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America's  Still Got It--Part 2

America's Still Got It--Part 2

Hello and good day!

"Sir, these documents must be stamped with your corporate seal," wrote the Russian custom's broker.

For 7 or 8 years our company shipped chocolate and raw cacao to between 30 and 40 different countries every single year. I was the person in charge of managing the logistics and doing all the custom's paperwork.

It was not a fun job. My dad does this work now, God bless his heart.

The job is much lighter than before because we have focused most of our time and energy on doing direct selling here in the United States. For a long time though, we were entirely international wholesalers.

Back to this Russian shipment. It was our first ever shipment to Russia. The client was a good client, and we did business with them for many years. We took the owners out to campo to visit cacao farms and they treated our cacao farm partners with great dignity and respect, which endeared them to us even more.

Unfortunately for me though, shipping cacao into Russia was a big-time pain in the neck. "A corporate seal? I'm not sure what that is. Can you send me an example?" I wrote back. The broker attached an image to his email.

Oh brother.

I'd never had to stamp any document with a corporate seal, and I had no idea where to get one.  I looked around online and found a website that offered digital corporate seals. I signed up, edited my documents to include the digital seal, and sent them off.

"Sir, we don't allow digital seals. The documents must be stamped with a real, physical seal. Please resend."


I got back online and found where I could order a physical corporate seal. The client had paid us in advance and was pressuring me to hurry. I paid for overnight delivery and the seal showed up the next day. I printed all the documents, and they added up to dozens of pages. I stamped the first page of each document with the seal and then scanned everything back in.

"Sir, I've spoken with my supervisor. Every page must be stamped and signed, and we need the documents notarized. And then we need you to send us the physical document. You can send it using DHL."

This thing was turning into a caricature of itself. I stamped every page with that stupid seal and drove to a local notary. They notarized the document and then I went to a Postal Annex and sent the documents via two-day shipping to Moscow.

Two days later, when the tracking said the document had arrived, I followed up. "How does it look?" I asked. "It looks good sir, but we have another problem," wrote the broker.

"We do? What is it?" I wrote back.

"Your cacao is on wooden pallets. All agricultural items coming into Russia must be shipped on plastic pallets," wrote the broker. At this point, I'd shipped cacao to some two dozen countries. None had ever made me use plastic pallets.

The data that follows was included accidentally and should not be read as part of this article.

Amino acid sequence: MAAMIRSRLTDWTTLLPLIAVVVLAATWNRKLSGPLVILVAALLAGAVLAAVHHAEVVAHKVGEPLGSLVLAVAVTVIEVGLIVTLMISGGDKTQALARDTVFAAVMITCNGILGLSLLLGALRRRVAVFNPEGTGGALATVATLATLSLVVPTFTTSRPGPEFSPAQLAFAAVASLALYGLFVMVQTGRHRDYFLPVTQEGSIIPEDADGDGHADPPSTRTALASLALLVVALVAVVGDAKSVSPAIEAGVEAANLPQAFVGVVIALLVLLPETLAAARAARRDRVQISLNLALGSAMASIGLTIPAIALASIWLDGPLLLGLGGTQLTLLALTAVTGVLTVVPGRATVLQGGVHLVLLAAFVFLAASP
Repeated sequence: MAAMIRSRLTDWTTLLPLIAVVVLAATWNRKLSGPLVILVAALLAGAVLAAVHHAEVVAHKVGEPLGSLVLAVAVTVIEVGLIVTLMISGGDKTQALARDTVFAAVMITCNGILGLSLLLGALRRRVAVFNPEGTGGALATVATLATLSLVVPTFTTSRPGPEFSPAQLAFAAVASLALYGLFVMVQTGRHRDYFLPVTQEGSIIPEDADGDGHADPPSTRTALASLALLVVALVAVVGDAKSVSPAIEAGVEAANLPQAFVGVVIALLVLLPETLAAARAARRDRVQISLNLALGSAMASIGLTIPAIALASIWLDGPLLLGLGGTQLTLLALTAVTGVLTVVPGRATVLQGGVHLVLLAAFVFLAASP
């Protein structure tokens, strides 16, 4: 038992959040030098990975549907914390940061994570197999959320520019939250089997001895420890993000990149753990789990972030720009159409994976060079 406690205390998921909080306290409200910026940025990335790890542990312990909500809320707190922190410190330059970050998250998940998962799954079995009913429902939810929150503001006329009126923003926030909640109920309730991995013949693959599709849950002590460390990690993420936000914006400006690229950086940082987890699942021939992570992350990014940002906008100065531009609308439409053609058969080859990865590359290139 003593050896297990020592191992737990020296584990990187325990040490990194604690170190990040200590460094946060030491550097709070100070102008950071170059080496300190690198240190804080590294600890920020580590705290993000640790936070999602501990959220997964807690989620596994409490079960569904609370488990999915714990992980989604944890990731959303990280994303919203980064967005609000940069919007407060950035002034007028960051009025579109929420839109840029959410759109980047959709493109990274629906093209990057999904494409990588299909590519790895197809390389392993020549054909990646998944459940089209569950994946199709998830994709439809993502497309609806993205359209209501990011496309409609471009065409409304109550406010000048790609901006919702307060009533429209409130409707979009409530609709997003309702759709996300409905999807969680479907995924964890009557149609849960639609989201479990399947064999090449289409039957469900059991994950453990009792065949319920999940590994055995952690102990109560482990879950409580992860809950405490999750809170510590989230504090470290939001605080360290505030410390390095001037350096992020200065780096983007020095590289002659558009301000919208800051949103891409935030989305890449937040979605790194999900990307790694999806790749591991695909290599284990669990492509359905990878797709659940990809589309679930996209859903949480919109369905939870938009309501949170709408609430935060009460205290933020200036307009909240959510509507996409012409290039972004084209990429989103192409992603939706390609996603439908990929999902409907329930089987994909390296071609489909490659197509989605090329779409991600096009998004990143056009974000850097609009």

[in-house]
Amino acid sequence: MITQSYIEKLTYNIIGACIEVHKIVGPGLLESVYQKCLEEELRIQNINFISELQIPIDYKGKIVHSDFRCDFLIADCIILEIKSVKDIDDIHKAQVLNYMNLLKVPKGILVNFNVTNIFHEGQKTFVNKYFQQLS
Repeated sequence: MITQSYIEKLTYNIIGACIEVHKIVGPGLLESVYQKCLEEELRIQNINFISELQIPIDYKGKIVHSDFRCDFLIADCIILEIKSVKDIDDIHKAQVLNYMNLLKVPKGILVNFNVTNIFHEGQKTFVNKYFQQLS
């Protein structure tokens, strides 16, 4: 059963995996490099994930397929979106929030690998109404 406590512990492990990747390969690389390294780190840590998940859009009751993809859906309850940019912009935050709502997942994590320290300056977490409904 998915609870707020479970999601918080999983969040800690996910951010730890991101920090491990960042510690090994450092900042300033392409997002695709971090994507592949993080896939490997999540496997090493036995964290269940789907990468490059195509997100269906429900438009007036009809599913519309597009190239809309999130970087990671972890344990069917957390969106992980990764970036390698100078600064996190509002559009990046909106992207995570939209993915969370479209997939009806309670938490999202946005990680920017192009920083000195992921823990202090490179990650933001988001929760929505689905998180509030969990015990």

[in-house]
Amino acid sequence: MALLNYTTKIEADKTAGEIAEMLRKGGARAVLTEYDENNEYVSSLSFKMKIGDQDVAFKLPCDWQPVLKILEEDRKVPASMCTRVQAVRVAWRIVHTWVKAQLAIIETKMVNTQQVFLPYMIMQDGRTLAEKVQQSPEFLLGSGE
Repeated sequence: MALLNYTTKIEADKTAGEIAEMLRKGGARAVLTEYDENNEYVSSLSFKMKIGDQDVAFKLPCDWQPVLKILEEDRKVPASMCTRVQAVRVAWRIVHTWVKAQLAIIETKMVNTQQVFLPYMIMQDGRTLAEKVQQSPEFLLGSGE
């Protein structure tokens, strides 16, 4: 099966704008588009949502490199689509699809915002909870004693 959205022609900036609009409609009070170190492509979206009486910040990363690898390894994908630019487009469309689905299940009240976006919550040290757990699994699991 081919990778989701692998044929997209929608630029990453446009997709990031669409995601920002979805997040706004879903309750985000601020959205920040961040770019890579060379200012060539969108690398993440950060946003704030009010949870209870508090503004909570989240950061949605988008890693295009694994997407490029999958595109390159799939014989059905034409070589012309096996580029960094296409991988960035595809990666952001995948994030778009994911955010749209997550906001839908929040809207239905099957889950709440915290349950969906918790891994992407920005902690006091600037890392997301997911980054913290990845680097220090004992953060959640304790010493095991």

"What do we need to do?" I asked.

"This cacao cannot leave the port unless it is on plastic pallets according to regulations. You have to hire a company to unload and reload the pallets," wrote the broker. "Do you know of a company we can use?" I asked.

"Yes." He sent me the information. I wrote an email and lined it up for them to go down and unload our pallets and reload them onto plastic pallets. All that being done, we were able to clear customs.

Every year, I had to go through this exact same process. At least I had the seal on hand.

Whenever we are preparing to send a container of cacao out of the jungle, we need a fellow called the "Ingeniero" "The Engineer" to come out and do a phytosanitary inspection. A phytosanitary inspection makes sure that agricultural products aren't contaminated with any harmful bacteria or toxins prior to export. It is an important and necessary service.

However, in northern Peru where we operate, there is just this one guy who works the territory. My brother Brian knows for certain that this fellow bought the position. He paid for the job.

To make his investment pay off, he requires a bribe from every company needing an inspection. He collects these bribes in addition to receiving his salary and he shares the bribe money with his superior, the person who sold him the job in the first place.

When you contact the Ingeniero to schedule the inspection, he writes back to confirm the date. And when he confirms, he never fails to mention that he will need a reimbursement for the out-of-pocket costs that he will incur.

That is him confirming the bribe amount. We could try to get all high and mighty and moralize and refuse to pay the bribe. But then he wouldn't come. And we wouldn't be able to export cacao. And everything would fall apart.

So, we're stuck.

By the way, the Ingeniero is a very polite and mild-mannered fellow. He's just operating within the system as it exists.  

Over the last month we've sent raw cacao to Japan, The Netherlands, and Hungary. You wouldn't believe the unnecessary minutia we had to deal with. We had to edit our invoice between 5 - 10 times for each delivery to comply with some silly regulation that means nothing.

Don't even get me started on sending cacao or chocolate to France. I'd have to type in all caps.

Of every country we've ever shipped cacao and chocolate to, I promise you that by a long shot, the United States of America has the simplest and most rational import and export rules.

We started doing business under Obama, and we kept going through Trump, and now we're working under Biden. During the entire time, America has remained the easiest place in the world to import and export.

That's a big part of why we have so much variety here. It is easy to sell into our markets.

And it is just one of the many reasons why I believe that right now, in 2023, despite what the news might tell you, America's still got it.

More to come tomorrow.

Thank you for your time today and I hope you enjoyed the hot logistics talk.

I hope that you have a truly blessed day!